Athletics expects to mitigate COVID-19 revenue losses in FY ’22


The University of Michigan athletic department expects a budget deficit of $62.9 million for the current fiscal year due to the ongoing COVID-19 pandemic, and projects a surplus of $1.4 million for the fiscal year that begins July 1.

Warde Manuel, the Donald R. Shepherd Director of Athletics, presented the year-end financial projections and the budget for the coming year June 17 to the Board of Regents.

For the fiscal year 2021 operating budget, the athletic department projects an operating deficit of $62.9 million based on operating revenues of $88.8 million and operating expenses of $151.7 million. The operating deficit is a result of significantly reduced spectator admission revenues and preferred-seat contributions, as well as reduced Big Ten Conference distributions directly linked to the COVID-19 pandemic.

Looking ahead to FY ’22, the department projects an operating surplus of $1.4 million, based on operating revenues of $180.4 million and projected expenses of $179 million. 

Elements of the FY ’22 operating budget are as follows:    

  • Spectator admissions and preferred-seat contribution revenues are projected to increase by $79.5 million in total due to the return of spectators in attendance. This projection as of the June budget deadline could change depending on spectator attendance limits mandated by the Michigan Department of Health and Human Services.   
  • Big Ten Conference distributions are projected to increase by $9.7 million, primarily due to an increase in television revenues.
  • Salaries, wages and benefits are projected to increase by $6 million due to the conclusion of various expense-reduction initiatives as well as contractual increases.
  • Team and game expenses are projected to increase by $11 million due to the return of normalized team activities, schedules and related travel.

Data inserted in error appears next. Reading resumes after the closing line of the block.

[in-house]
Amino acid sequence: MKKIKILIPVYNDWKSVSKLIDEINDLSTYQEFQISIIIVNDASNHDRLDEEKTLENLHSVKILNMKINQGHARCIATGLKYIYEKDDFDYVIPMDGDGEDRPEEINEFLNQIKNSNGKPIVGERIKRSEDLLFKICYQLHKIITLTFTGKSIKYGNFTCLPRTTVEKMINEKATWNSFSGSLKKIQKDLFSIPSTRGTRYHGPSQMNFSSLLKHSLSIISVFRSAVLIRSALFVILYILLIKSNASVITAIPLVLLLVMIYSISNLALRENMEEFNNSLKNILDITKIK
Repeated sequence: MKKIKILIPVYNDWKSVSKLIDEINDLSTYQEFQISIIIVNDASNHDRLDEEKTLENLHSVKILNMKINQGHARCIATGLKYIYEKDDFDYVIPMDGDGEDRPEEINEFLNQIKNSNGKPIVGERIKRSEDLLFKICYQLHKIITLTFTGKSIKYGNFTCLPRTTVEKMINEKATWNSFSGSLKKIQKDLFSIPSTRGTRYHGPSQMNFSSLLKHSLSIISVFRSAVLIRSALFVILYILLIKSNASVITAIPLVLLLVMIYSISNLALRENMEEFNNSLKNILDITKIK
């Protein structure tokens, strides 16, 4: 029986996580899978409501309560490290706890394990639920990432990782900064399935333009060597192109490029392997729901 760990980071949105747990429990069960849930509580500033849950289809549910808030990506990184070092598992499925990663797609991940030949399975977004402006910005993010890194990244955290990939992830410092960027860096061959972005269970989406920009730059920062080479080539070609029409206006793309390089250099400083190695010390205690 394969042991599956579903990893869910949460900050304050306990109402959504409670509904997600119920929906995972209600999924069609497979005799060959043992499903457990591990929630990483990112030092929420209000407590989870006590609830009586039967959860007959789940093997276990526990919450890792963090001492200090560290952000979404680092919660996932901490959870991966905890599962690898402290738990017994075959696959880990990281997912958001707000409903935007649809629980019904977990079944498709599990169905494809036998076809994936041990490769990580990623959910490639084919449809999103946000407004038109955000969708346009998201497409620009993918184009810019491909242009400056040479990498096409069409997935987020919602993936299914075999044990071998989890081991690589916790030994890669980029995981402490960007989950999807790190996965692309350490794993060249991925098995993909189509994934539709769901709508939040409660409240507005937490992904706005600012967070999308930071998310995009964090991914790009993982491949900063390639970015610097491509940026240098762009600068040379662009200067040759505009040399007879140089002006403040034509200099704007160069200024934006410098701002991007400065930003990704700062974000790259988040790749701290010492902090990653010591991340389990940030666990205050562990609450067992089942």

As part of the presentation, Manuel also shared some of the department’s top achievements, both on and off the field.

Michigan set another school record with 499 student-athletes earning Academic All-Big Ten Conference compared with a record of 405 in the previous year and 372 in the year prior. Another school record was set, with 674 student-athletes earning a grade-point average of 3.0 or better during the academic year. Track and field’s Alice Hill (neuroscience) and football’s Adam Shibley (communication and media) were U-M’s recipients of the Big Ten Medal of Honor.

Through June 7, 25 student-athletes earned All-America honors during the year. Michigan had 27 student-athletes earn All-Big Ten first team honors with 12 student-athletes winning individual conference titles.

Despite a competitive season that was significantly altered due to the global pandemic, the Wolverines entered the spring season in second place in the Learfield Directors’ Cup standings thanks to top-10 national finishes in women’s basketball (9), men’s basketball (5), women’s gymnastics (national champion), men’s gymnastics (3), women’s swimming and diving (6), and wrestling (5).


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